some selection from which we call our own, indeed, ourself.

  Digitization of large quantities of texts of the most diverse sorts, has
now given us the opportunity to study texts much more closely,
comparatively and objectively- allowing us to test old theories
quantitatively and challenging us to create new theories by identifying
patterns of which the authors themselves were presumably unaware and which
we can ourselves not yet interpret. Digitization has helped us appreciate
and explore both the deep interdependence of all texts and the precise
degree of autonomy and internal coherence that text itself has shown over
time in different places. Thus it clearly helps us appreciate the special
characteristics of text itself throughout history. But to fully learn what
it can teach us would seem to require that we remind ourselves periodically
of the origins of text in the fitful but cumulative attempts by one
ingenious primate to shelter and entertain itself.

  With recognition of the relatively fundamental role of the text for all
the humanities, we appear to have reached a plank whose removal would be
much more prejudicial to the effective study of the humanities than would
the removal of the concept of the "human" itself.

  Would anyone care to defend the utility of the
notion of "human" for the humanities?

On Sat, Mar 17, 2012 at 5:08 AM, Humanist Discussion Group <
willard.mccarty at mccarty.org.uk> wrote:

>                 Humanist Discussion Group, Vol. 25, No. 824.
>            Department of Digital Humanities, King's College London
>                       www.digitalhumanities.org/humanist
>                Submit to: humanist at lists.digitalhumanities.org
>
>
>
>        Date: Sat, 17 Mar 2012 09:05:32 +0000
>        From: Willard McCarty <willard.mccarty at mccarty.org.uk>
>        Subject: what is self-evident?
>
> I want to ask what it is that we take for granted, in the strong sense
> of an unconscious belief of the sort that a person who has never
> experienced an earthquake makes about the earth we stand on. Since we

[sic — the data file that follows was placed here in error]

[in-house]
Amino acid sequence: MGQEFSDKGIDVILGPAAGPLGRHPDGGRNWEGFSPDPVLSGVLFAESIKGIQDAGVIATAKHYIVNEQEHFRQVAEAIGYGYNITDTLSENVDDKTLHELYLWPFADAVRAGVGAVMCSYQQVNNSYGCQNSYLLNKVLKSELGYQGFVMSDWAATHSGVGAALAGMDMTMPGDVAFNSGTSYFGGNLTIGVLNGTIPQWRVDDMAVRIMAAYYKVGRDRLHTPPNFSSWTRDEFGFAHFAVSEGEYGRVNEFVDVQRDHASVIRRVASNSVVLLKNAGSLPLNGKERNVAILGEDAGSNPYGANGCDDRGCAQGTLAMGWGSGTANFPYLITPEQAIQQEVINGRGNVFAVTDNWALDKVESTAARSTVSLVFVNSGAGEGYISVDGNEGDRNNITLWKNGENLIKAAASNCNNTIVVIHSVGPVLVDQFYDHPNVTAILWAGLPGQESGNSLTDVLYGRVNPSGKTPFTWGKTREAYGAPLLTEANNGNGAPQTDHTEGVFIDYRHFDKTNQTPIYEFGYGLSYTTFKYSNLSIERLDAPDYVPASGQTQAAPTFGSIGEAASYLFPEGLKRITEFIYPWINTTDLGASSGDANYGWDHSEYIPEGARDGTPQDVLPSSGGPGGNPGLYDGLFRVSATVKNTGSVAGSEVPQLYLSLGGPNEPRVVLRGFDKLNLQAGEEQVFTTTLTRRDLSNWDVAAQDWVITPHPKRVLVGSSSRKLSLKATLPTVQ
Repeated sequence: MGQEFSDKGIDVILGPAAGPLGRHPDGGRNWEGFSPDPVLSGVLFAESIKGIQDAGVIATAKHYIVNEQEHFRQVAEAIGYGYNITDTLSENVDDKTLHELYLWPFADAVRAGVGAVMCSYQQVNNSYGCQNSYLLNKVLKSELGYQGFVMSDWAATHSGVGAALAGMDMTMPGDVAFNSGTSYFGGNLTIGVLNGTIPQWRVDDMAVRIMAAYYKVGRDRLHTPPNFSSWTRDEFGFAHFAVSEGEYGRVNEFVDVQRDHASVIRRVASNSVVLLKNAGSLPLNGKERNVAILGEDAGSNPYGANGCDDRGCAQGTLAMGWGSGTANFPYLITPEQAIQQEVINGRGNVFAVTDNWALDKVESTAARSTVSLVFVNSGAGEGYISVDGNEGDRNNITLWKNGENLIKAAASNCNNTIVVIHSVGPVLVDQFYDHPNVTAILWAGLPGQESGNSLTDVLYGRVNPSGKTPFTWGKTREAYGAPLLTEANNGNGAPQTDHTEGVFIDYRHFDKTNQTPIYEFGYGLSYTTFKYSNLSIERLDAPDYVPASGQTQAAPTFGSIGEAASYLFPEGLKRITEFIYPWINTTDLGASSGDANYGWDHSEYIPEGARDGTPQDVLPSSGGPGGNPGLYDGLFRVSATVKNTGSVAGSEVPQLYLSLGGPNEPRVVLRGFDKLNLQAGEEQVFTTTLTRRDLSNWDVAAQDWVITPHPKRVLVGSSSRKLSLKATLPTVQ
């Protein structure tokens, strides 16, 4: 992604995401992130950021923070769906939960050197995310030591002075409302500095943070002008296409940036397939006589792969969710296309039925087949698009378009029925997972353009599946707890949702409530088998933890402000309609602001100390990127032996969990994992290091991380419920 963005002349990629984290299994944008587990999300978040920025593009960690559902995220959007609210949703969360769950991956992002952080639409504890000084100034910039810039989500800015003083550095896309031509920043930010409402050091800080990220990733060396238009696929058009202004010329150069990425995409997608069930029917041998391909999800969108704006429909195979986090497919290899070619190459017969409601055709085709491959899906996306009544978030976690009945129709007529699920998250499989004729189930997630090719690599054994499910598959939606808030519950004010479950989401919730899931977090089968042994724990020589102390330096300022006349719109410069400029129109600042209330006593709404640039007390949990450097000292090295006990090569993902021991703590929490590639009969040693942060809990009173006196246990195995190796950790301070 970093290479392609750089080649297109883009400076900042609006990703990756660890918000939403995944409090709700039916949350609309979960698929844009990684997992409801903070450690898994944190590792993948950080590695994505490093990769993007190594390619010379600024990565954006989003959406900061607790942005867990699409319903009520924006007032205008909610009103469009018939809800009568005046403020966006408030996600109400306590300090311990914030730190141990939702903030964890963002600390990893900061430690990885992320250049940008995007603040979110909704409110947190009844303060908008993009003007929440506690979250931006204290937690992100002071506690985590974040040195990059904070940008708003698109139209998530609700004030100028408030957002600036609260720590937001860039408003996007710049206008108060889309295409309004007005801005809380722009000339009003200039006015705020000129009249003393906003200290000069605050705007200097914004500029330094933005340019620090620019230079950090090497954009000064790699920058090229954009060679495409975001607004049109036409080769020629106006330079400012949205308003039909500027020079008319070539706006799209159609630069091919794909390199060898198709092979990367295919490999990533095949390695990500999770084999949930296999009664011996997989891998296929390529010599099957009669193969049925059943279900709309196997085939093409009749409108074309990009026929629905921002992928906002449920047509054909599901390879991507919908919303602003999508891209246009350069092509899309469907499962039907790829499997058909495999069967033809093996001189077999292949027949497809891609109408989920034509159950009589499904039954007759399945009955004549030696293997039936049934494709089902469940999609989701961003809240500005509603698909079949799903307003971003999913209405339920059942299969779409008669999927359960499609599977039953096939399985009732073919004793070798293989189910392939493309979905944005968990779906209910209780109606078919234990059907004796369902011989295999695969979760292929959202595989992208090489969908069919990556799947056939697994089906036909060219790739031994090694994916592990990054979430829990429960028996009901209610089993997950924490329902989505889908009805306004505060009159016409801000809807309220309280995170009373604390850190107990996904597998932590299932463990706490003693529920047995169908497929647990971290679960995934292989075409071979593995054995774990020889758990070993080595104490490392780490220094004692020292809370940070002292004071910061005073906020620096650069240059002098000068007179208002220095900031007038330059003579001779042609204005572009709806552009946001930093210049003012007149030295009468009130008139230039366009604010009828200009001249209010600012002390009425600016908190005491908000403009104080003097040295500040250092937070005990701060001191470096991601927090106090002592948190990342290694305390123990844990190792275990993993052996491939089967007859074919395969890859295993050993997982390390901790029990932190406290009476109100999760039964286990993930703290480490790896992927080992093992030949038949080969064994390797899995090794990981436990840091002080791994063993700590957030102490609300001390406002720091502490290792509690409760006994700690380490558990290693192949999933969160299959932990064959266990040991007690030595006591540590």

> use a techno-scientific instrument for our research, I want to ask about
> the scientific cultural ground we as digital humanists imagine solid.
>
> In her brilliant essay, "Language and ideology in evolutionary theory"
> (in Boundaries of Humanity, ed Sheehan and Sosna), Evelyn Fox Keller
> argues that now fashionable arguments for an alien world, in which
> humans are less than insignificant, are as guilty of anthropomorphism as
> any. She quotes, for example, physicist Steven Weinberg's declaration
> that the world as we imagine it is more or less a farce, that in reality
> it is the result of pure accident within the first three minutes after
> the Big Bang ("Reflections of a working scientist", Daedalus 103.3), and
> biologist Jacques Monod, on the reality of the human, "like a gypsy… on
> the boundary of an alien world; a world that is deaf to his music, and
> as indifferent to his hopes as it is to his suffering or his crimes"
> (Chance and Necessity, p. 160). Her argument is essentially that the
> language of such statements shows anthropomorphisms read into natural
> law, then read back to us as if they were pure deduction from physical
> fact.
>
> The rhetorical force at work here is well illumined by Monod, for
> example, who is essence argues that we had better grow up, wake up,
> clean up our room, stop our fantasies and come to terms with reality. (I
> am making light of a serious argument, but the parental tone is
> audible.) In other words, it is a instance of moral righteousness backed
> by the cultural authority of science. What, then, about science as a